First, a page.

Fighting The Good Fight

            There’s a familiar sentiment that comes up every so often that is just Gatekeeper Talk trying to dissuade you from doing this or that for reasons we are told are for our own good.

I remember being in 8th grade and choosing what I wanted to do with my future as far as a career and I wanted to get into advertising, something that I could have seen.

I remember getting the run down from our teacher about career forecasts and seeing that, essentially, Advertising was ‘full’, meaning that lots and lots of people wanted that career and that, in the least, it’d be a hard row to hoe.

For someone like me, it said – DO NOT ENTRY – and I didn’t.

Any dream I may have had, vague as it was, to get into that career was done.

And there’s the thing, Gates work.

They keep people out.

Even if it was meant to be a subtle – come up with a backup plan – it worked.

When I was in high school and taking a Commercial Art class, I was pulled aside by the instructor into the second year and told that I was ‘no artist’, the bitterness he had for me clear. He resented how I got into his class, which was meant as a primer for a career in Commercial Art (I was in Special Education for emotional issues and was Golden Ticketed into the class). I can appreciate his not understanding ‘why’ I was there but his assumption that I didn’t love art was stupid, as I did the work, I put my all into it, and did the best I could. Instead of working to help me grow as an artist he killed the artist in me for a very, very long time.

I didn’t get serious about art again until I was well into my adult years. I’d noodle with things a little, but I felt shamed because of what he’d said.

The Gate worked.

I read time and again how Self-Publishing was not a legitimate way to get your work out to the world. It was the safe haven of hacks and navel gazers. You didn’t turn to self-pub unless you were just not good enough to get published.

Not finding a publisher for my first book, I turned to something called Subsidized Publication, which meant you pay for the costs and the ‘publisher’ does the heavy lifting. They print, they sell, they ship, they can even get your review copies out to the world. I had tried again and again and had made no headway and felt I had run out of other options. This is a long time ago and I was very young still. I had gotten lucky with some friends and had our fanzine (fan made magazine) picked up for national publication for an issue. It fell apart after that one issue – UGH, that whole mess, though I have gone over it on the blog in the past, but I may re-write the story one of these days – WOOF! – but still, for kids that were 20 that was a huge deal.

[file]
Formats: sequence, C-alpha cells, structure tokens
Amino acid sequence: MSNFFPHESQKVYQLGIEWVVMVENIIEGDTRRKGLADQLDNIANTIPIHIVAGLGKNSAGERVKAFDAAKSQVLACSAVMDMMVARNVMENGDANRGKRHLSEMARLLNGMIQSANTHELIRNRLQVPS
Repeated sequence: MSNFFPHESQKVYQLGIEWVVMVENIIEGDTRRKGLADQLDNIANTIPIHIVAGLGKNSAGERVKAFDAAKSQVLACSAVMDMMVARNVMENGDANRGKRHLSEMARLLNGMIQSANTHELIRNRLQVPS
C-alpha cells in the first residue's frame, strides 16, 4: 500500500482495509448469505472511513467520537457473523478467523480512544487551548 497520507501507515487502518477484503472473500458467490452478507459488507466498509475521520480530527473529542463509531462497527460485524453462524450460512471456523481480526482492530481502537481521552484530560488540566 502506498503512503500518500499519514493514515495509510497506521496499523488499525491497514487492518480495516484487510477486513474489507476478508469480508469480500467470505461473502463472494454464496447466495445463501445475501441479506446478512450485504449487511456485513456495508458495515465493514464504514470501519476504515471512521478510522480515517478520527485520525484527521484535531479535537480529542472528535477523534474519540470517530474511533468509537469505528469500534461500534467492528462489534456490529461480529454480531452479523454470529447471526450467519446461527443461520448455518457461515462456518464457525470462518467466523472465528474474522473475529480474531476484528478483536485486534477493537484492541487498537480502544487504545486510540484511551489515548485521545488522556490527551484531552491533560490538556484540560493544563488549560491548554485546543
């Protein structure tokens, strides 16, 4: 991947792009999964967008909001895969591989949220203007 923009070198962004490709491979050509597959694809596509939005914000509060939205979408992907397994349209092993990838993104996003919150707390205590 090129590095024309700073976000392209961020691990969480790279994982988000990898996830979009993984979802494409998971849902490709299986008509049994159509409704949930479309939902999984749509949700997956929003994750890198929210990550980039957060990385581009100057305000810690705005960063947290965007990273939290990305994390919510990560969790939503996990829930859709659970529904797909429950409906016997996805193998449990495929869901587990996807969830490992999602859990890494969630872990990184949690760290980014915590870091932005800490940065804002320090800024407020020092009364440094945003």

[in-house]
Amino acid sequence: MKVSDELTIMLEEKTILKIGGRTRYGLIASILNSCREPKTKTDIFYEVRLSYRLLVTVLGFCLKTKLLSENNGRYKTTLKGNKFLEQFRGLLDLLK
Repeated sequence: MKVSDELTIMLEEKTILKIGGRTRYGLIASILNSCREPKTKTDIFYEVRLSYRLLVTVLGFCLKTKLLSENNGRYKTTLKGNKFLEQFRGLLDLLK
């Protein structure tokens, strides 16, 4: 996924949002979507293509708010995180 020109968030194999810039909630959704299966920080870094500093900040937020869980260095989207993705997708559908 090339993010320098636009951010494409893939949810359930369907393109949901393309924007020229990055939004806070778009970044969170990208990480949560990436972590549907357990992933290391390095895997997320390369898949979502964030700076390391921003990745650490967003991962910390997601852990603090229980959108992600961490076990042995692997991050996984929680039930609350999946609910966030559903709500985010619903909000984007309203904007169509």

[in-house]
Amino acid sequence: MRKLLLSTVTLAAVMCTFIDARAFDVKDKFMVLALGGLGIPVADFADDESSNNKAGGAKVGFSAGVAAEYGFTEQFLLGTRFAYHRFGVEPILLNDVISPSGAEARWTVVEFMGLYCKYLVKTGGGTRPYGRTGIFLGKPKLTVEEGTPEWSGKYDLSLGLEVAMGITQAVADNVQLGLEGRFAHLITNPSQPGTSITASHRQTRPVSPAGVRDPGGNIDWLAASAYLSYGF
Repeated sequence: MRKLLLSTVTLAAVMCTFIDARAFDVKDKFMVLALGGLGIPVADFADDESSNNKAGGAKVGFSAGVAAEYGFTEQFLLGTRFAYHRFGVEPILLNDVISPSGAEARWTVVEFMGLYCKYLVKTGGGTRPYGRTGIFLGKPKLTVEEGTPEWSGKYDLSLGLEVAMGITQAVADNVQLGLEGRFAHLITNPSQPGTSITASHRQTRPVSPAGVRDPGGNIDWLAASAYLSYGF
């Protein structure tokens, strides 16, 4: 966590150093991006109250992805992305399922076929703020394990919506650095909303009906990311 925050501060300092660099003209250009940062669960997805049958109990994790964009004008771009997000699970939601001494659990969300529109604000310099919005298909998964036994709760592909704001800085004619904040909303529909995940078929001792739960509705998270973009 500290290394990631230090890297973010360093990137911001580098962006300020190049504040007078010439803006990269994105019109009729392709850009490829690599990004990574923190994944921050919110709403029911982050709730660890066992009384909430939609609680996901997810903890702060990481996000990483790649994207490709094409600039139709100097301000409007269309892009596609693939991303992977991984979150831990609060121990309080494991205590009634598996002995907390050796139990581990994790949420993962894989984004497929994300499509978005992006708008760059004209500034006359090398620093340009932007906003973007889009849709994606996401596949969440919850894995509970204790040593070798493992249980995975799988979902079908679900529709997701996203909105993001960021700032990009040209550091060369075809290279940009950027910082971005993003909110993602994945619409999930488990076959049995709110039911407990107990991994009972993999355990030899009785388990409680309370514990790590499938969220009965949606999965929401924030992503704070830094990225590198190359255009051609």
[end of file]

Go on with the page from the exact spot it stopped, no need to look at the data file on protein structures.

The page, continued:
Naturally, the publisher I went with folded not long after my book came out.

My parents, my mom, really, had paid for the book to be published, a debt I never got to really repay but will keep trying with every book I put out, and she paid for the freight delivery of all the copies so they wouldn’t be destroyed.

I still have boxes of those first books in my basement, collecting dust.

I learned a lot in the ensuing years, but I don’t regret that book.

That doesn’t mean I still don’t feel a hint of shame about it, or about my other books. Self-Publishing is legit now, has even produced best sellers, but the stigma is still there.

For me, self-pub was the DIY way to do it.

I tried to find publishers.

I tried to find agents.

Neither wanted me.

I was published in other people’s books and a magazine, even got recognition for two of the stories, but it meant nothing, in the end.

No one wanted me.

No one would even really take the time to offer advice.

It’s a business and they won’t hold your hand, and that’s fine, but there’s not even much empathy.

The Gatekeepers told me that self-publishing was what you did if you had no talent.

I did it anyway.

But it still stings.

The Gates worked, just not as well.

I was older and meaner and had less to lose.

I won’t say that I put out the prettiest or best or most grammatical books but hey, I put out the things that speak to me and that build worlds in me.

I had had enough things taken from me; I wasn’t going to let someone take writing from me.